Category Archives: Avro

Apache Flume – Architecture of Flume NG

Categories: Avro Community Data Ingestion Flume General Hadoop

This blog was originally posted on the Apache Blog: https://blogs.apache.org/flume/entry/flume_ng_architecture

Apache Flume is a distributed, reliable, and available system for efficiently collecting, aggregating and moving large amounts of log data from many different sources to a centralized data store. Flume is currently undergoing incubation at The Apache Software Foundation. More information on this project can be found at http://incubator.apache.org/flume. Flume NG is work related to new major revision of Flume and is the subject of this post.

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Introducing Crunch: Easy MapReduce Pipelines for Apache Hadoop

Categories: Avro General Hadoop MapReduce

As a data scientist at Cloudera, I work with customers across a wide range of industries that use Apache Hadoop to solve their business problems. Many of the solutions we create involve multi-stage pipelines of MapReduce jobs that join, clean, aggregate, and analyze enormous amounts of data. When working with log files or relational database tables, we use high-level tools like ApacheĀ Pig and ApacheĀ Hive for their convenient and powerful support for creating pipelines over structured and semi-structured records.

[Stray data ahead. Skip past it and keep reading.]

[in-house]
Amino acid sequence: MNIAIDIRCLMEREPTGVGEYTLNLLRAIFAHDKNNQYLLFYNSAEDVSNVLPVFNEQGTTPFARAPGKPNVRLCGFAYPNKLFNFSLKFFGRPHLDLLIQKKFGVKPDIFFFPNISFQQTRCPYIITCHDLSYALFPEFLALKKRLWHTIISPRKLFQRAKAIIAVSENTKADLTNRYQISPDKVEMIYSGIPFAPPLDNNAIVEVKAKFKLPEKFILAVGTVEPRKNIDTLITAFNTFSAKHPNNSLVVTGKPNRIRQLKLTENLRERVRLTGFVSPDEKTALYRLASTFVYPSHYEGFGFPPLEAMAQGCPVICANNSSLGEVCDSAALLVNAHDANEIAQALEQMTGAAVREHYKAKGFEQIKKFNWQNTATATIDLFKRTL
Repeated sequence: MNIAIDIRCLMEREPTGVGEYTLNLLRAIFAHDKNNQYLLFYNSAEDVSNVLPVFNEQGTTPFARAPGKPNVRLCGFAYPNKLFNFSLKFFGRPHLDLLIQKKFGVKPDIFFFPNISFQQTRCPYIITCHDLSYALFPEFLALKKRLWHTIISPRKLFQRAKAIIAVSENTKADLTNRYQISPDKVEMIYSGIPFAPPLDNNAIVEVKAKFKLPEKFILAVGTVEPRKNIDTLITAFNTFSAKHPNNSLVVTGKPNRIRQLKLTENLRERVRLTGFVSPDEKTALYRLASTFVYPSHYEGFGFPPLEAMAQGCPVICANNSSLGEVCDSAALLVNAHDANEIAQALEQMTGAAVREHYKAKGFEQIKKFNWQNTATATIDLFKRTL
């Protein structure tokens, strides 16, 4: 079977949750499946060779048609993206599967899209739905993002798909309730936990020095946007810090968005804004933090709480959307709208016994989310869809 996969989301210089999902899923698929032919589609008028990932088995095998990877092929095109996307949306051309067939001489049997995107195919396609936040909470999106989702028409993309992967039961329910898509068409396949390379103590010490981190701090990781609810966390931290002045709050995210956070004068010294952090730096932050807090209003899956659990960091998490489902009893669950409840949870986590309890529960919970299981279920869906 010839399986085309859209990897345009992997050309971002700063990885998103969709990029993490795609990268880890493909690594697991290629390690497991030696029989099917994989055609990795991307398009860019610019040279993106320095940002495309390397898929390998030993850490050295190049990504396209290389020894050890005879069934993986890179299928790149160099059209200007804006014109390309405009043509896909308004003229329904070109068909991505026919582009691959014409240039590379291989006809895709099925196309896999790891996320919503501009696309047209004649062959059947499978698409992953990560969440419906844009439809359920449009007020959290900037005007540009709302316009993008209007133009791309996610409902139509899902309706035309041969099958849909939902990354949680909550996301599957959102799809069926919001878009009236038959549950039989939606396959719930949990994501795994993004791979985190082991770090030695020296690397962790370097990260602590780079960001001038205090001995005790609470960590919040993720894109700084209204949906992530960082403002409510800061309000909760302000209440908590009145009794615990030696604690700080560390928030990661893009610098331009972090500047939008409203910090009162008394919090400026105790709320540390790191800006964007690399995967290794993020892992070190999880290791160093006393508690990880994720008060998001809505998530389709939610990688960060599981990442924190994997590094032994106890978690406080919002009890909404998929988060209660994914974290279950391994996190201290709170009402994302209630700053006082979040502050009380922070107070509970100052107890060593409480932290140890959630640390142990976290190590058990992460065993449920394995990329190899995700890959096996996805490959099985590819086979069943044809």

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RecordBreaker: Automatic structure for your text-formatted data

Categories: Avro

This post was contributed by Michael Cafarella, an assistant professor of computer science at the University of Michigan. Mike’s research interests focus on databases, in particular managing Web data. Before becoming a professor, he was one of the founders of the Nutch and Hadoop projects with Doug Cutting. This first version of RecordBreaker was developed by Mike in conjunction with Cloudera.

RecordBreaker is a project that automatically turns your text-formatted data (logs,

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Data Interoperability with Apache Avro

Categories: Avro

The ecosystem around Apache Hadoop has grown at a tremendous rate. Folks now can use many different pieces of software to process their large data sets, and most choose to use several of these components. Data collected by Flume might be analyzed by Pig and Hive scripts. Data imported with Sqoop might be processed by a MapReduce program. To facilitate these and other scenarios, data produced by each component must be readily consumed by other components.

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